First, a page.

- Susan Athey & Jonathan Levin & Enrique Seira, 2004. "Comparing Open and Sealed Bid Auctions: Theory and Evidence from Timber Auctions," Levine's Bibliography 122247000000000524, UCLA Department of Economics.
- Milgrom, Paul, 1998.
"Putting auction theory to work : the simultaneous ascending auction,"
Policy Research Working Paper Series
1986, The World Bank.
- Paul Milgrom, 2000. "Putting Auction Theory to Work: The Simultaneous Ascending Auction," Journal of Political Economy, University of Chicago Press, vol. 108(2), pages 245-272, April.
- Paul Milgrom, . "Putting Auction Theory to Work: The Simultaneous Ascending Auction," Working Papers 98002, Stanford University, Department of Economics.
- John O. Ledyard & David Porter & Antonio Rangel, 1997. "Experiments Testing Multiobject Allocation Mechanisms," Journal of Economics & Management Strategy, Wiley Blackwell, vol. 6(3), pages 639-675, 09.
- Lawrence M. Ausubel & Peter Crampton & Paul Milgrom, 2004.
"The Clock-Proxy Auction: A Practical Combinatorial Auction Design,"
03-034, Stanford Institute for Economic Policy Research.
- Lawrence M. Ausubel & Peter Cramton & Paul Milgrom, 2004. "The Clock-Proxy Auction: A Practical Combinatorial Auction Design," Papers of Peter Cramton 04mit5, University of Maryland, Department of Economics - Peter Cramton, revised 2004.
- Nisan, Noam & Segal, Ilya, 2006. "The communication requirements of efficient allocations and supporting prices," Journal of Economic Theory, Elsevier, vol. 129(1), pages 192-224, July.
- William Vickrey, 1961. "Counterspeculation, Auctions, And Competitive Sealed Tenders," Journal of Finance, American Finance Association, vol. 16(1), pages 8-37, 03.
- Kagel, John H & Harstad, Ronald M & Levin, Dan, 1987. "Information Impact and Allocation Rules in Auctions with Affiliated Private Values: A Laboratory Study," Econometrica, Econometric Society, vol. 55(6), pages 1275-1304, November.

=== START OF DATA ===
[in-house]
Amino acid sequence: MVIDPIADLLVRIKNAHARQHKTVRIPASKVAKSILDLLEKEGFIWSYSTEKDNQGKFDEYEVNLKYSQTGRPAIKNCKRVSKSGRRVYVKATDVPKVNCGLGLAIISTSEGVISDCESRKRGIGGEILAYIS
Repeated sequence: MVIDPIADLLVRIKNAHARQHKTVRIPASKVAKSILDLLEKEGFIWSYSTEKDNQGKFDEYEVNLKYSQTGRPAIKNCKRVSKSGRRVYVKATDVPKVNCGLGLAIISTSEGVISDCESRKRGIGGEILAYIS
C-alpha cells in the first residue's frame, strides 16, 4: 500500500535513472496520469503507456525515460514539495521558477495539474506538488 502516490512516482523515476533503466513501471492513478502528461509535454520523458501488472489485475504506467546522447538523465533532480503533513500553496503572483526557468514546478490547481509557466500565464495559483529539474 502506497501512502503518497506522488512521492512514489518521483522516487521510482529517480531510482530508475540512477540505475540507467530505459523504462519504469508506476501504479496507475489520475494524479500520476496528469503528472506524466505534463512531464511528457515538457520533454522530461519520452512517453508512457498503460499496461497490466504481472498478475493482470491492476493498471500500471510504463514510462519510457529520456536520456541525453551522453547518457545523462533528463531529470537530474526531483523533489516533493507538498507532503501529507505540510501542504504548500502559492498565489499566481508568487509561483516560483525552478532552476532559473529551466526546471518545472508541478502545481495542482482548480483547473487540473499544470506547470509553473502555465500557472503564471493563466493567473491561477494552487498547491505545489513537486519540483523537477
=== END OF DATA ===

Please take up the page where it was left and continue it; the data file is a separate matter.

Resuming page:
- B. Douglas Bernheim & Michael D. Whinston, 1986. "Menu Auctions, Resource Allocation, and Economic Influence," The Quarterly Journal of Economics, Oxford University Press, vol. 101(1), pages 1-31.
When requesting a correction, please mention this item's handle: RePEc:cfi:fseres:cf226. See general information about how to correct material in RePEc.
For technical questions regarding this item, or to correct its authors, title, abstract, bibliographic or download information, contact: ()
If you have authored this item and are not yet registered with RePEc, we encourage you to do it here. This allows to link your profile to this item. It also allows you to accept potential citations to this item that we are uncertain about.
If references are entirely missing, you can add them using this form.
If the full references list an item that is present in RePEc, but the system did not link to it, you can help with this form.
If you know of missing items citing this one, you can help us creating those links by adding the relevant references in the same way as above, for each refering item. If you are a registered author of this item, you may also want to check the "citations" tab in your profile, as there may be some citations waiting for confirmation.
Please note that corrections may take a couple of weeks to filter through the various RePEc services.